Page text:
Germany is struggling with an increasing skilled labor shortage, with 49,7 % of companies affected and a record high of 537.923 unfilled positions (as of the 12-month-average from July 2021 to July 2022). These challenges have had an immense effect on the economy, and if they continue, they can significantly hinder economic expansion. That poses the question of how to manage it.
What is a Skilled Labor Shortage?
A skilled labor shortage exists when the number of job offers in a specific geographical region exceeds the number of qualified workers for a particular profession.
It is to be found all over Europe, with Germany being one of the affected countries with 4,1 % of unfilled positions. The German government is working against the shortage by planning to improve training, offer more extended vocational training programs, raise the number of women working, and simplify access to Germany for qualified individuals from abroad.
If you are a skilled professional living in a non-EU Country and thinking about moving to Germany, there are different visas to consider. Contact us to find out more about how to immigrate to Germany successfully.
The Situation in Germany
In July, a survey by the Ifo-Institute, a German institute for economic research, showed that half the companies in Germany stated that they are affected by a labor shortage. This shortage is the highest number since the annual surveys by the Ifo were first taken in 2009.
The Institute of German Economy, “IW” (Institut der Deutschen Wirtschaft), published a study in August 2022. The study displays that the areas most affected are social work, childcare, the health sector (especially nursing), information technology, trades like plumbing and heating installation, and automobile technology. Especially in social work, the number of vacant positions is massive. Out of 26.500 open positions, 20.600 could not be adequately staffed in 2021/2022. The IT sector is also affected heavily, with over 13.600 vacant positions and 9 out of 10 positions unable to be filled.
Reasons for Skilled Labor Shortage
Several reasons contribute to the increasing skilled labor shortage in Germany. First, the retirement of the generation born in the 1950s and 60s (“Baby Boomers”) leaves a lot of positions open. By 2036, 30 % of the gainfully employed persons will have retired. Yet another reason is that more young people are deciding to study instead of choosing apprenticeship training. This tendency has been a long-rising trend as the number of students has risen by 63,6 % in the past 20 years. Also, the Covid-19 Pandemic left no possibility for companies to advertise their training in person, such as during school visits or career fairs, to gain trainees.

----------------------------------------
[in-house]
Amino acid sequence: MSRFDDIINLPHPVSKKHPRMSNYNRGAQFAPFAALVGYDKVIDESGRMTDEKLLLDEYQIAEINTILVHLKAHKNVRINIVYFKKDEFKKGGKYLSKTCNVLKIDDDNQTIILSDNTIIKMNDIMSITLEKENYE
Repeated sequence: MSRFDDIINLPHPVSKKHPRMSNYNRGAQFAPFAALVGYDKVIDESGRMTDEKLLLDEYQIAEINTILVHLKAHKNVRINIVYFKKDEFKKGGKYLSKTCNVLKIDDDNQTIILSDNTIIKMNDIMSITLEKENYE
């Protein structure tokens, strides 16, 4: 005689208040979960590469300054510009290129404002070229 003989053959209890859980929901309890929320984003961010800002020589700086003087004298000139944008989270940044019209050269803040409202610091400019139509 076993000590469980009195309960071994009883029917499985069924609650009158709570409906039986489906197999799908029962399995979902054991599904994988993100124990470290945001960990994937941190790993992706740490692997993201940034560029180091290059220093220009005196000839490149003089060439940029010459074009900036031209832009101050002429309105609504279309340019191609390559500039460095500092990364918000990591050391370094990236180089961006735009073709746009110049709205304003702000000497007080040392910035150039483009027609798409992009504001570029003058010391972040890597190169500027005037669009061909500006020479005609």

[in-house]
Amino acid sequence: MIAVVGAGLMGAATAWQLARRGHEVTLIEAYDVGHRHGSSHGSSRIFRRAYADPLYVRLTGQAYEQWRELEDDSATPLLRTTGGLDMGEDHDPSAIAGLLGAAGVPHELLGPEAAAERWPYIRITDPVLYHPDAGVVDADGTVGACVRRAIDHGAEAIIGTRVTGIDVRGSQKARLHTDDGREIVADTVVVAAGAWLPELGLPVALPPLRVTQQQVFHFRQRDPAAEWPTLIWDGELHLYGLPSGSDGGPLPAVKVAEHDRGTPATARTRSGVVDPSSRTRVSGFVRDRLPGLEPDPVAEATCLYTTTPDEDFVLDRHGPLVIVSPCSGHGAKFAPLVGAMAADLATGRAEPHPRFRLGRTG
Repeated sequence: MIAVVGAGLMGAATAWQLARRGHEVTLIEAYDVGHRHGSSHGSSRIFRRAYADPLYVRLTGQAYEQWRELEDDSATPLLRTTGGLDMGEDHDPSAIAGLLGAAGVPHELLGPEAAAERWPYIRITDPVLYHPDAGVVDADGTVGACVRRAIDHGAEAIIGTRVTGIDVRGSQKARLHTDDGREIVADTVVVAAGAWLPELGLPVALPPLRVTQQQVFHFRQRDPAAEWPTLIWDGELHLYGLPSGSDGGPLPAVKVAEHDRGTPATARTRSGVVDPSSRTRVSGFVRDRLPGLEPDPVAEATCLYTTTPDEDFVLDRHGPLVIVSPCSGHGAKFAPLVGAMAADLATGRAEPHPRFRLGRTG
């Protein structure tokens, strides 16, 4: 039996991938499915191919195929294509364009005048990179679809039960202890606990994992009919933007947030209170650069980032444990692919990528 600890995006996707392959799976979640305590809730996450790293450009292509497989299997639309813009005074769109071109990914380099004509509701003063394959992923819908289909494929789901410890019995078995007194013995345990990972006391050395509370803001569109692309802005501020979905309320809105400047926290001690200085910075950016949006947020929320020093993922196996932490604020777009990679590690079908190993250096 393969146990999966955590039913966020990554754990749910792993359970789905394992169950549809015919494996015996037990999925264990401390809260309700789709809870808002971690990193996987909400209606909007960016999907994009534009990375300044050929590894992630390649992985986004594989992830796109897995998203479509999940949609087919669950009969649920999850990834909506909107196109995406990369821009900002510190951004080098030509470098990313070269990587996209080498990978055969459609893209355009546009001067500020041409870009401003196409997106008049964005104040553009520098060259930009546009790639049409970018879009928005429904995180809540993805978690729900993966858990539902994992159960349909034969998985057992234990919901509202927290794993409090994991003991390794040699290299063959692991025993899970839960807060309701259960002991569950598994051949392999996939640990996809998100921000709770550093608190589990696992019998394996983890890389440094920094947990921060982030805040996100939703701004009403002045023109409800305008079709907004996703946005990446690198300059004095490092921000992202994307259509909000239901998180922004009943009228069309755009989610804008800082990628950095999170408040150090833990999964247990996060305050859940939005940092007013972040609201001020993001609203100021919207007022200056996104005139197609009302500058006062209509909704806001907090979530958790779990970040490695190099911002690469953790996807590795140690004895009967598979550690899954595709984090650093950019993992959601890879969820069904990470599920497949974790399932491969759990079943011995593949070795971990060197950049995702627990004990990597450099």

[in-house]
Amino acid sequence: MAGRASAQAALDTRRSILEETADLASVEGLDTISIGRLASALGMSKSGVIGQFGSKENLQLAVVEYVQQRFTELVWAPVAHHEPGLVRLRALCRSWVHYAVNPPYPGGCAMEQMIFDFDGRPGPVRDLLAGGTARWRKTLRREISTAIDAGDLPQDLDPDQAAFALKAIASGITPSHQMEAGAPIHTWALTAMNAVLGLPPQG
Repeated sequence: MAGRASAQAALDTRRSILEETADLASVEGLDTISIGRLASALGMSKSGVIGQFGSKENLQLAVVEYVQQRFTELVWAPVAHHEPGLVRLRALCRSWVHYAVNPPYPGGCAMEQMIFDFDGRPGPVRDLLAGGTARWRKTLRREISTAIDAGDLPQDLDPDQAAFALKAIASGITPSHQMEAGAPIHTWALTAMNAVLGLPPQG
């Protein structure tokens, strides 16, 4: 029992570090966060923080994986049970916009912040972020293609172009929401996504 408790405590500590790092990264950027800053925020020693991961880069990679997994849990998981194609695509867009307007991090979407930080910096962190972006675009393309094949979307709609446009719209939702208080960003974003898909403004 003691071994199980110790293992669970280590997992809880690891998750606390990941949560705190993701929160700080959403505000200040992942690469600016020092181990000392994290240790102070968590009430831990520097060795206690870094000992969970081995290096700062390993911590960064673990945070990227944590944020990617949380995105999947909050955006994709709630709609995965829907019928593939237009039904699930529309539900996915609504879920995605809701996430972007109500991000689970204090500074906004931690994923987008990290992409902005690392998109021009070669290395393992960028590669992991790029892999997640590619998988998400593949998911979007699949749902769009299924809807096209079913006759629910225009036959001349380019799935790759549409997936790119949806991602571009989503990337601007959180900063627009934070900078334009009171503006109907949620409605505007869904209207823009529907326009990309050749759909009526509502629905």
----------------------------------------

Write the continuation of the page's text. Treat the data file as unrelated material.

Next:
How to Counteract the Skilled Labor Shortage
As mentioned, politicians are trying to counter the skilled labor shortage by focusing more on improving and promoting vocational training and bettering childcare offers to encourage stay-at-home parents to rejoin the workforce. Either way, in addition to working on the potential inside the country, increasing qualified immigration to Germany is also an integral part of minimizing the labor shortage. There are various kinds of visas to consider if you are planning to move to Germany for work.
EU Blue Card
The EU Blue Card is an excellent possibility for highly qualified specialists to move to Germany for 4 years with the option of applying for a permanent residence permit.
In addition to the general visa requirements, the Applicant must provide the following:
- a university degree that is equivalent to a German university degree and
- an employment contract for a highly skilled job with an annual income of at least € 56,400.00 (or € 43,992.00 for certain occupations like natural scientists, engineers, medical doctors, and professionals in information technology.
Skilled Immigration Act
The Skilled Immigration Act of 2020 allows non-EU-nationals who have completed foreign vocational training equivalent to German vocational training to come and work in Germany. The skilled workers can apply for permanent residence 4 years after finding work in Germany.
Find out more about the Skilled Immigration Act and the EU Blue Card.
German Labor Minister Hubertus Heil plans to improve easier immigration by presenting a new point-based visa, the so-called Chancenkarte (“opportunity card”). It allows foreign nationals to come to Germany to look for work (without a prior job offer) if they fulfill three out of the four following criteria:
- A university degree or other professional qualification,
- Professional experience of three years minimum,
- German language skills or past residence in Germany,
- Are under 35 years of age.
It bears mentioning that, unlike the current situation, foreign nationals will not need to have their professional qualification recognized beforehand. Instead, professional recognition can be submitted after arriving and having started working in Germany.
The topic of immigration is complex and often subject to change. Please, do not hesitate to contact us for professional counsel and to answer all your remaining questions. Our lawyers are happy to assist you through the whole immigration process in a variety of languages.